1.05.2006

Downward Dog

Today I came home to see that my canine had devoured our chocolate-filled advent calendar, plastic tray and all. I had just returned from a friend's house, where we lotus-sat our way through a video session of Living Yoga: Abs for Beginners in the calming atmosphere inspired by the presence of three children under the age of 3, to find a trail of yuletide carnage woven throughout the first floor. The reason there were any "treats" left in the calendar at this late date is that the chocolate was so ungodly BAD that even I could not force myself to eat it. So there it sat on a living room end table, just inviting disaster.

Now, I know that chocolate is bad for dogs and that eating plastic can't be too good either, so I automatically (and neurotically, and perhaps psychotically) assumed the worse. When I called out my dog's name and she didn't respond, I figured she was dead. My breathing became rapid and I froze in place, afraid to look anywhere around me for fear of spotting the rigid carcass of our family pet. I screamed out her name some more, to no avail. Luckily, the phone was sitting on the coffee table in front of me, so my plan (to call my husband) was a-go.

Let me interrupt this story to mention that I have a phobia of fish. Not so much living fish in their natural habitat, but dead fish, or fish-out-of-water. It all stems from the goldfish I had as a child, the one that lived for several years and grew to roughly the size of its ten gallon tank before floating upside down to the surface one fateful day. I even wrote a haiku about it:

Yesterday I found
my gold fish, belly up at
the top of the tank.

I only rehash this story because it illustrates my fear of death as manifested by pet-related phobias. I was very conscious of the memory of finding that goldfish dead as I stood in my living room today, sure that rigor mortis was setting into Roxie's musculature somewhere on the first floor.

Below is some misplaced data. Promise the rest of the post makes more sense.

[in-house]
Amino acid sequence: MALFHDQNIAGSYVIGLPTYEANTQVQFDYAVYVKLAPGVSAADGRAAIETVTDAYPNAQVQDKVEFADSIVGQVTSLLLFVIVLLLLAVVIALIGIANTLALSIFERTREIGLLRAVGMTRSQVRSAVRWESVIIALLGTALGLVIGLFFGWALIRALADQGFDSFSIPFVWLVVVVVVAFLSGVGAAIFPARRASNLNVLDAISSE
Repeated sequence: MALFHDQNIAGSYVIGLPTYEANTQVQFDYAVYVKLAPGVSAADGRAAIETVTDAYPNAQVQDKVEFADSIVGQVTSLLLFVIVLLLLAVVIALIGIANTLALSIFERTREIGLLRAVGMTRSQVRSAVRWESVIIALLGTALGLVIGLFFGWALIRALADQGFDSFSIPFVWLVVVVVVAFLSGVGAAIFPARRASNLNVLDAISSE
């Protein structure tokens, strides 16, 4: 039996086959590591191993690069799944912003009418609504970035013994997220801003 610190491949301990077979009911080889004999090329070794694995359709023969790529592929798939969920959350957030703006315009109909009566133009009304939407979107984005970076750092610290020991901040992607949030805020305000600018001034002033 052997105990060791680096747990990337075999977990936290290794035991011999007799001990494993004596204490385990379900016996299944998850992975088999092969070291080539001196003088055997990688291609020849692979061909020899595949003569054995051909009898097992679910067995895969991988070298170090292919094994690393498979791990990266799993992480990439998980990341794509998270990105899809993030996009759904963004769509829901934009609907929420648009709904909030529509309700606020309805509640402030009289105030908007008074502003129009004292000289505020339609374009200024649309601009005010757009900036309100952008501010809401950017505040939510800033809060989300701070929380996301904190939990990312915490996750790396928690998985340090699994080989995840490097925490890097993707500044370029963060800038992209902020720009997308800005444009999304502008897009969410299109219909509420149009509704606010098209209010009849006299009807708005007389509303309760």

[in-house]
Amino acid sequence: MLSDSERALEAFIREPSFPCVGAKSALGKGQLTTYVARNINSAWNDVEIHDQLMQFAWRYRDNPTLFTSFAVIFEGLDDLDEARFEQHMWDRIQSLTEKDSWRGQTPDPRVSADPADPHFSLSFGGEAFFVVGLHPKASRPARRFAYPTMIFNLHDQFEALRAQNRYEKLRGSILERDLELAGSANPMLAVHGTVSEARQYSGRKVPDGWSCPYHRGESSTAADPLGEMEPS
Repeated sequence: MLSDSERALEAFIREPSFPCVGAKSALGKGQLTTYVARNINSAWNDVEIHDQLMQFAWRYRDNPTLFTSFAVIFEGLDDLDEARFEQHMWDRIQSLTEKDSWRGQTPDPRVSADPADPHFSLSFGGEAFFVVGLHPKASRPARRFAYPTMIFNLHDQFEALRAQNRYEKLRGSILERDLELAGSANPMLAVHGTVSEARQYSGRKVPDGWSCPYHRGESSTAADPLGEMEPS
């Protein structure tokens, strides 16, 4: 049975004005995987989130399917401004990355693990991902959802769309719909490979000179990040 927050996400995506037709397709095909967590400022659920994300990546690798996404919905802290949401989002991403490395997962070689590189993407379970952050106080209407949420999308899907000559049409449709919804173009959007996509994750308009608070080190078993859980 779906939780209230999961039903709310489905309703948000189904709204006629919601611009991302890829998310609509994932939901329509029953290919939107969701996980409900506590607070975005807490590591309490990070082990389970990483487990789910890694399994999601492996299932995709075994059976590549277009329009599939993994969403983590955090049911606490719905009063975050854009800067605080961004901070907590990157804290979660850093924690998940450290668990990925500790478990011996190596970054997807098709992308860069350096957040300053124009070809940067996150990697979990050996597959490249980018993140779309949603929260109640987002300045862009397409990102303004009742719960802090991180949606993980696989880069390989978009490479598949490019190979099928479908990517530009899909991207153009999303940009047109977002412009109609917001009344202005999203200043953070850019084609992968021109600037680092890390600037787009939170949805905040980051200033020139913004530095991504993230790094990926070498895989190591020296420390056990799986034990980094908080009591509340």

Anyway, so I finally got through to my husband (after leaving a hysterical message on his voice mail), only to find him unsympathetic and generally pissed that he had married such an ineffectual lunatic. He told me to go find the dog. I told him she was probably dead and I couldn't deal with it. He said she was not dead and that she was most likely hiding in a corner with her tail between her legs because she knew she'd done wrong. I said no, she's dead. At this point, the conversation was approaching the don't-ever-call-me-here-again zone. Thinking fast, I realized that, if she was indeed still breathing, all I had to do to get her to come to me was open the refrigerator door and pull out the cheese drawer. If that didn't work, I was taking the baby, leaving the house again, and not coming back until the body had been bagged and removed from the premises.

Ohthankthegoodlord. "I think I hear her."
"Of course you hear her," said Chris. "Now beat her ass. You're crazy and I have to go now."

Roxie was happy and wagging, oblivious in the face of cheese. I crumpled into a chair and sighed.

Tolby flapped around, equally unfazed in my arms. A stray baby-finger went up my nose and she shrieked. This is life now. Life and death.

2 Comments:

Anonymous Sarah said...

First off - you are insane Binks! My sympathy to Chris.
Second, this was the funniest thing I've read on your blog, or anywhere, in a while - I was laughing so hard I had tears in my eyes and almost peed my pants!
P.S. Glad Roxie wasn't dead.

7:49 PM  
Blogger Jen said...

hey glad to hear Roxie is okay! that was funny, but sadly I probably would have done the same thing!

9:21 AM  

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